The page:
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The 25 Most Anticipated TV Shows of Fall 2018

on September 04, 2018, 5:45pm
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Premiere: September 9th on Showtime

Michel Gondry and Jim Carrey’s previous collaboration, 2004’s Eternal Sunshine of the Spotless Mind, cemented the actor as a performer with depths beyond the slapstick comedy that made him a superstar and the filmmaker as one of the rare directorial voices working today who still believes in the wistful old magic of the past while understanding its more painful underpinnings. Now, the two return with Kidding, a series about a Mr. Rogers-esque daytime host called Mr. Pickles, who struggles to reconcile the benign innocence and sweetness of his series with the real-life death of his son, an ensuing divorce, and a Los Angeles that seems crueler than ever. Carrey isn’t the star he was twenty years ago, but if the episodes of Kidding we’ve seen are any indication, that’s going to be a good thing, and make for some compelling TV. –Dominick Suzanne-Mayer


American Horror Story: Apocalypse

Premiere: September 12th on FX

Apocalypses are endings, yeah? And, Jesus Christ almighty, do we hope this is the end of Ryan Murphy’s American Horror Story, a series that has cemented itself across eight seasons as a vessel for compelling ideas that can’t help but (usually about mid-season) slaughter each of them in a vat of bubbling, acidic excess. This season will bring together characters from the series’ watchable first season, Murder House, and its irredeemable third, Coven, all while introducing a whole new set of characters who we’re sure won’t clog up the narrative at all. Sure, it’s cool that Stevie Nicks is reprising her role, but we’re pretty positive her scene will blip by as quickly as the rest of the season’s stories, giving way to new, unnecessary diversions that give that old adage of “throwing it all against the wall to see what sticks” a bad name. –Randall Colburn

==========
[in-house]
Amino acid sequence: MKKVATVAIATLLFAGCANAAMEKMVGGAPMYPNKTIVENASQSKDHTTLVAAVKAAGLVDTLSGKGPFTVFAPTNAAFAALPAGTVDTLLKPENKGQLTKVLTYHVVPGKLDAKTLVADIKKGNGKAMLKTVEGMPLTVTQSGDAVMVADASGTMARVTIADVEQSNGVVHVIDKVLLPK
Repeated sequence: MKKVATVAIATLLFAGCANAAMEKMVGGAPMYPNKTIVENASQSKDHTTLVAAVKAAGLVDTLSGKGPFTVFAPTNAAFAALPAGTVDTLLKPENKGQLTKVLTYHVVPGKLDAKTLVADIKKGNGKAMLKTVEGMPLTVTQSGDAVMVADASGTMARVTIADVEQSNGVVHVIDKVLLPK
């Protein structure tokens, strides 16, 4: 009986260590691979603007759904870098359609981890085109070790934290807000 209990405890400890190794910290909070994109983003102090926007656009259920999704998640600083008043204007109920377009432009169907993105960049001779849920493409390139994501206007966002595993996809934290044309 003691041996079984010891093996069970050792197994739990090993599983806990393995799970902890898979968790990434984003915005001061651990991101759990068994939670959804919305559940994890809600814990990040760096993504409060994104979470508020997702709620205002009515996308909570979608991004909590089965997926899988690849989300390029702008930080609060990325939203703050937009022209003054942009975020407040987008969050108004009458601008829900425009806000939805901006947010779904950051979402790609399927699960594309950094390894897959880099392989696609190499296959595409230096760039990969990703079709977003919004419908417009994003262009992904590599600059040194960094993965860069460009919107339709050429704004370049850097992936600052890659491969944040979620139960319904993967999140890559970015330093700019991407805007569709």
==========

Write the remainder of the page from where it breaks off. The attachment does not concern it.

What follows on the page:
Bojack Horseman

Premiere: September 14th on Netflix

As BoJack returns for a fifth season, the trajectory of its title character seems to have changed. What was once a show about BoJack’s steady bottoming out as a person has turned into the character slowly rebuilding himself, through better understanding his family history, the friends who’ve tolerated him for so long, and his sister, Hollyhock, who still wants to be a part of his life. Alongside Princess Carolyn’s next adventure, Todd’s always-amusing antics, and the steady dissolution of Diane and Mr. Peanutbutter’s relationship, we’re excited to see whether BoJack and BoJack can keep getting better in season 5. –Andrew Bloom



Premiere: September 21st on Netflix

Quite a bit of speculation surrounds Maniac, the new series from True Detective season one showrunner Cary Fukunaga. A dark comedy starring Emma Stone and Jonah Hill (for the first time since Superbad!), Maniac follows them as participants in a pharmaceutical trial which promises a miracle cure. Drawn by their own demons, and by a course of pills which promise to fix any and every abnormality in the human mind, the duo are roped into worlds beyond their wildest imaginations. Everything about this has “endless op-eds speculating about What’s Actually Going On” written all over it. –Dominick Suzanne-Mayer


Jane Fonda in Five Acts

Premiere: September 24th on HBO

There are icons out there, but sometimes an icon’s an icon several times over. That’s the argument behind Jane Fonda in Five Acts, documentarian Susan Lacy’s intimate look at a woman who’s been a fitness guru, activist, two-time Oscar winner, author, TV star, and wife and divorcée three times over. But while Fonda has worn many hats, Lacy’s portrait is equally as interested, if not more so, in the woman behind these iconic moments — Fonda’s decades-long struggle with an eating disorder, her relationship with father Henry Fonda, her mother’s suicide, and the fallout from her antiwar protests all get a look. “This is the beginning of my last act,” Fonda says in the film’s arresting trailer. “In order to know how to go forward, I’m gonna have to know where I’ve been.” She’s willing to look back in front of a camera, and odds are, we’ll all be richer for it. –Allison Shoemaker


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